AGRA, India — At the entrance to the 42-acre Taj Mahal complex in which one of the most famous buildings in the world sits is a red sandstone building known as Darwaza-i Rauza, “Gate of the Mausoleum,” or as it’s commonly known, the Great Gate.
Four octagonal towers sit at the corners of the building, each sporting a white marble dome.
Similar to the writings found at the Taj Mahal, the main archway was inscribed with stylized calligraphy — comprising black marble inlaid into white — attributed to Abd ul-Haq of Shiraz, Iran, who migrated to India in 1609 and was awarded the title “Amanat Khan” by Mughal Emperor Shah Jahan.
It bears the inscription, “O Soul, thou art at rest. Return to the Lord at peace with Him, and He at peace with you.”
The Taj Mahal website writes:
The main entrance is framed in rectangular with sura 89 of the Qur’an, namely al-Fajr (daybreak) inviting the believers into the Paradise. The Gate does not have an outer dome. The miniature eleven domes (cupolas) between the two high columns namely guldastas, framing the entrance from the base are the topping features above the entrance. The northern entrance from the funerary garden is ornamented with another sura of the Qur’an as the only difference. The calligrapher, Amanat Khan’s signature is at the bottom left end of the frame dated Hijri 1057 (AD 1647/48).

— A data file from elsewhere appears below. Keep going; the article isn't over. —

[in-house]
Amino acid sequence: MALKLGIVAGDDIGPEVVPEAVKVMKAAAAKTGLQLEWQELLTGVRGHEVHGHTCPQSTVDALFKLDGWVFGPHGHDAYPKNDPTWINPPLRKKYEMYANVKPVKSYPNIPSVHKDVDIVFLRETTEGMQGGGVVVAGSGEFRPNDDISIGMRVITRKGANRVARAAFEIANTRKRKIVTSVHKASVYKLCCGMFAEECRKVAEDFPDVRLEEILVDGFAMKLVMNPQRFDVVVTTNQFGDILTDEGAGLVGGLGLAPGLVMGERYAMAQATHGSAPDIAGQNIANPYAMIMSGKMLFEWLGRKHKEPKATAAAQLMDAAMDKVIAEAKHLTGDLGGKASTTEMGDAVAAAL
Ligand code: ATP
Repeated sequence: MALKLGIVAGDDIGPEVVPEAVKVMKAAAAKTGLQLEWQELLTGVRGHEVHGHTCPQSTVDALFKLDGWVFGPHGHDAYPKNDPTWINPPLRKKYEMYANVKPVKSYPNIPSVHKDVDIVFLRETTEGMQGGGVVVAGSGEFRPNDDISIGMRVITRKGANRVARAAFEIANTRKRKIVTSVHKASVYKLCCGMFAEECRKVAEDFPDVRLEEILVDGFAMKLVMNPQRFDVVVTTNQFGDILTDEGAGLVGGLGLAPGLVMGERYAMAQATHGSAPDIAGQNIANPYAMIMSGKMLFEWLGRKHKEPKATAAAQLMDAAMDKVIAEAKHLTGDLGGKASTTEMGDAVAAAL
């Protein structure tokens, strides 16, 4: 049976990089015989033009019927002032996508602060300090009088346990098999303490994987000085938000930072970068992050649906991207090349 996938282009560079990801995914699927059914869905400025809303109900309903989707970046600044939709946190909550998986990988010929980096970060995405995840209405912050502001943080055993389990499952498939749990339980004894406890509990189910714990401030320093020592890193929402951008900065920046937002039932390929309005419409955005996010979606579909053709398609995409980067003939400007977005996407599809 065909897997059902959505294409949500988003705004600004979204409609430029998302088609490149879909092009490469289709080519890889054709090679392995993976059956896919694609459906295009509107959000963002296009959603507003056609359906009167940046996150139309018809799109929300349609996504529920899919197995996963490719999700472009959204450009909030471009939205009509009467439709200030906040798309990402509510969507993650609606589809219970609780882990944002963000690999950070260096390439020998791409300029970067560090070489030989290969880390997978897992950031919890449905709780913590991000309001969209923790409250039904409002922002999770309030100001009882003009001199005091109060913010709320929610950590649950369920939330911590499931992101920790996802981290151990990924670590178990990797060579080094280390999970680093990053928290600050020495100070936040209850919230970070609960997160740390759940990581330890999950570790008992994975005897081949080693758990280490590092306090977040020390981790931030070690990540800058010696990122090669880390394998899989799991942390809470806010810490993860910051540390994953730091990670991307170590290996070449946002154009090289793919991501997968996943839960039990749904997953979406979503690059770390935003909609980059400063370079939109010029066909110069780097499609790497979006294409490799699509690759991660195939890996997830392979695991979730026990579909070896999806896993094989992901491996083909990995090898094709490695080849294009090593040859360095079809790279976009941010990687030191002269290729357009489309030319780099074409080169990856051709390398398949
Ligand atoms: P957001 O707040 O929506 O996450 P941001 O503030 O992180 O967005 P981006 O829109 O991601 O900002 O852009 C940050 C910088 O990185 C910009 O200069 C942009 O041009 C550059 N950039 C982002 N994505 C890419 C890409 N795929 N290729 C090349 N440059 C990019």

A remarkable building in itself and a fine example of Islamic architecture, the Great Gate likely doesn’t get the respect it warrants due to its sister structure to the north, the Taj Mahal.